An Australian study recently plunged into the world of dark matter, using new technology to identify a multitude of microbial species. As a result, scientists have now added new 20 phyla to the tree of life.
Expanding the tree of life
Researchers at the University of Queensland used advances in gene sequencing technology and mathematics to study microbial genomes obtained straight from environmental samples, without the necessity of cultivation in the lab. The new technology is called metagenomics, whereby researchers gather specimens of all the genetic material—for instance, in a sample of soil, ocean water or baboon feces—and then piece them together using computational models to identify the microorganisms they represent.
“It’s like getting a mix-up of lots of different jigsaw puzzles, and then trying to put together the pieces of each individual puzzle,” says Donovan Parks at the University of Queensland in Australia.
Metagenomics has been key to this process because 90 percent of Earth’s microbes cannot exist outside of their own environment, such as a cow’s gut bacteria. In the study, published in Nature Microbiology, the ability to recover and organize genetic material directly from the environment may reveal the mystery behind so-called “dark matter” microbes. Every environment contains bacteria, but the limitations of technology have prevented scientists from studying them. Thus, they’ve been known as “dark matter.”
Referring to these microbial genomes, Deputy Director of the Australian Center for Ecogenomics Professor Gene Tyson explained: “Less than one per cent can be cultured, due to challenging factors including slow growth rates, fastidious growth requirements, and the need to cross-feed off other species.”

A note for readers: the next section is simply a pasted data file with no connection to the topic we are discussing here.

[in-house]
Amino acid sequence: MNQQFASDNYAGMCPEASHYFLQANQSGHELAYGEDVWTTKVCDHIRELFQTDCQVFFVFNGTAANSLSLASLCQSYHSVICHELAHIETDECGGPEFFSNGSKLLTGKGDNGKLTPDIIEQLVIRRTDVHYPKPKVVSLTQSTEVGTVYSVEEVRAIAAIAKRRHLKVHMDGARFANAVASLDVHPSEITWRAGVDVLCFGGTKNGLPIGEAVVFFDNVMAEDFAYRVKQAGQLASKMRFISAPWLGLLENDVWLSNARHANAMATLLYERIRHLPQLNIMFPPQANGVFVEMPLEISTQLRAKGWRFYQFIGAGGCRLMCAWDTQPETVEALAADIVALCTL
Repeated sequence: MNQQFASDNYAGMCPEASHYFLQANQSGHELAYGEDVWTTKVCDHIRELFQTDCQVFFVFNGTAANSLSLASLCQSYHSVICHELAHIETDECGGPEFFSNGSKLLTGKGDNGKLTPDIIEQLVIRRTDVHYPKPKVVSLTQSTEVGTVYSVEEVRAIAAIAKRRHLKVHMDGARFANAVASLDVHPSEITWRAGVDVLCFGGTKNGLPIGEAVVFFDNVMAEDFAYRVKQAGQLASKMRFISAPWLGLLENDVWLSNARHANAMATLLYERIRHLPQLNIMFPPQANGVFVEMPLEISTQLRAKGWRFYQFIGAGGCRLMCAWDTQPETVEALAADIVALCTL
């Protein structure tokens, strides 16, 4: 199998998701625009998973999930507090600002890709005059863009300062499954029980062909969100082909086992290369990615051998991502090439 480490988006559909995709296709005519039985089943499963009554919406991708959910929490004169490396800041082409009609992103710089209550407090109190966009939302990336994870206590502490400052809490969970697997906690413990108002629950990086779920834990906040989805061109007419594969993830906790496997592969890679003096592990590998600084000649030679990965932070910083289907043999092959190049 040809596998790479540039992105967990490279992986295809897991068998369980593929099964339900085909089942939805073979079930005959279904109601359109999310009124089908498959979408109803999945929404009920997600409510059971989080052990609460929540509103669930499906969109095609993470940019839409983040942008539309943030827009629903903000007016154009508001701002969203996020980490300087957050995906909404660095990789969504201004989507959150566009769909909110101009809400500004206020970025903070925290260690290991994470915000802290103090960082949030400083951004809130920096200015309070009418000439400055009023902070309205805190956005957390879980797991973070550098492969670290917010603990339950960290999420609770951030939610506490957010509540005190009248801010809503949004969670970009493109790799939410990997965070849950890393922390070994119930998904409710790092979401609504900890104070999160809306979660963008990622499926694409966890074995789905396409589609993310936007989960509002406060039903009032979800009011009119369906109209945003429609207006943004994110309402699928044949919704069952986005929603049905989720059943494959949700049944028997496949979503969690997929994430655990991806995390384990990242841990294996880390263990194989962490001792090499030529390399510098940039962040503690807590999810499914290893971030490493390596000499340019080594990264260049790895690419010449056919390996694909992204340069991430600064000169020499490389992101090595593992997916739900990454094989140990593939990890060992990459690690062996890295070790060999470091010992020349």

But through metagenomics, the study produced 7280 bacterial and 623 archaeal genomes, approximately one-third of which were new to science, increasing the total recovered number in storage to 80,000—nearly 10 percent.
Tyson said, “The approximately 8000 genomes recovered move us closer to a comprehensive genomic representation of the microbial world, but also show that much remains to be discovered.”
In fact, while this study was ongoing, others were busy reporting dozens or even hundreds of diverse genomes from various environments. Prior studies had approximated the number of microbial species around 1 trillion, with only two percent yet identified.
“But this is probably an underestimate, as we’ve recently found that existing methods for estimating this actually miss a lot of organisms,” according to ACE co-researcher Dr. Donovan Parks.
“There’s still a whole lot that we don’t know,” Nicholas Coleman at the University of Sydney Coleman said. “There are so many crazy environments out there, and even two patches of dirt side-by-side can have different organisms.”
Moreover, the study’s discovery of microbes differed so greatly from anything previously categorized by our scientific system of identification, it required researchers to add 20 new phyla to the tree of life. Phyla sit right below biological kingdoms in the order of things, and yet the microbes were no more closely related than humans and insects.
“To give this context, every single insect on Earth belongs to just one phylum, and every single animal with a backbone belongs to one phylum, so this is crazy new levels of stuff,” Coleman said.
Next, scientists need to learn more about the new microbes. One place to start in sorting out the function of various microbes is to compare them to more familiar ones.
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